Hip Dysplasia

Hip Dysplasia is normally an inherited condition where the head of the femur (the ball) does not fit tightly into the acetabulum (the socket). It is often seen when the acetabulum (socket) is more flat than it is rounded and therefore the head of the femur cannot slot into it as it would normally. Occasionally this can be down to lifestyle and environment, however in most cases it is inherited.

It is most common in larger breeds and can be seen at a very young age. New bone growth will form as the condition develops and can result in osteoarthritis as the dog gets older. It can also be seen as the dog twisting during movement due to the hip luxating and moving out of the acetabulum. It can be an extremely painful disease making movement extremely uncomfortable. As the ball and socket do not articulate correctly this results in painful and damaging friction. The weight on the joint strains the coxofemoral joint capsule which becomes damaged via strain and friction. This causes inflammation and pain.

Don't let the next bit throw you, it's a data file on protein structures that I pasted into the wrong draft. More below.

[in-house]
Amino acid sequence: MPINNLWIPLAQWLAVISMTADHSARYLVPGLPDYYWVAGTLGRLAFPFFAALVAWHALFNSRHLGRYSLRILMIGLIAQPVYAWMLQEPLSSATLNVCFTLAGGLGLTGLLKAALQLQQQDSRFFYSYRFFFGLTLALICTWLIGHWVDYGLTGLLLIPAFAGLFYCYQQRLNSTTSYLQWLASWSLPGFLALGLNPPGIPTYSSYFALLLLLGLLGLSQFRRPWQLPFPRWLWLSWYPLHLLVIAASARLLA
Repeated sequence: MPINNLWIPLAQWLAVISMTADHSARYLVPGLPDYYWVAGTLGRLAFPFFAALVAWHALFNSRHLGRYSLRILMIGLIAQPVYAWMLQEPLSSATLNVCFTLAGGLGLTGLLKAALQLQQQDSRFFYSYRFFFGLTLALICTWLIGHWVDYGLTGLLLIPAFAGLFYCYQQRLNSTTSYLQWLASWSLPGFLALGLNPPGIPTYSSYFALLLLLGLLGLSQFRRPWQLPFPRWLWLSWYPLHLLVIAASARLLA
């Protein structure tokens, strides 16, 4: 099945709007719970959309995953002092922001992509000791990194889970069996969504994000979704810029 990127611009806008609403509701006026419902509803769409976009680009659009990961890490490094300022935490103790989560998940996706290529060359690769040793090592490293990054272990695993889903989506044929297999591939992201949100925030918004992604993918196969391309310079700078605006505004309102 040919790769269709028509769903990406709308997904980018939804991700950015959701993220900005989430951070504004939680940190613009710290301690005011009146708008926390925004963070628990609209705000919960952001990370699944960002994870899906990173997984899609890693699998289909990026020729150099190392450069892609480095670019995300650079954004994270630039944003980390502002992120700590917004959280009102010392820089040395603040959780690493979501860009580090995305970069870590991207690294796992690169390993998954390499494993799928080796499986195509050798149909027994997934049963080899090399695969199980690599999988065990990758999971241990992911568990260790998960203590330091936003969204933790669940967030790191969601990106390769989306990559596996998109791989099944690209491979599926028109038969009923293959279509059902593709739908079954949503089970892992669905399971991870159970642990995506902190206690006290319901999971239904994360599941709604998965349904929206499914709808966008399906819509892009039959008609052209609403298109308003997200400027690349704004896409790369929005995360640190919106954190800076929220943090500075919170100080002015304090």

Surgery can be an option to help stabilise the joints.

Symptoms include:
• Intolerance to being handled
• Reluctance to exercise
• Inability to use stairs
• Stiffness especially following rest
• Twisting movement when moving
• Bunny hopping when trotting
• Lameness
• Weakness to the hind leg
• Built up front end
• Incorrect posture

Massage benefits include:
• Relieves tension in the muscles
• Relieves pain
• Increases range of movement and flexibility
• Helps correct gait
• Strengthens the muscles
• Reduces inflammation
• Reduces lameness
• Relieves stiffness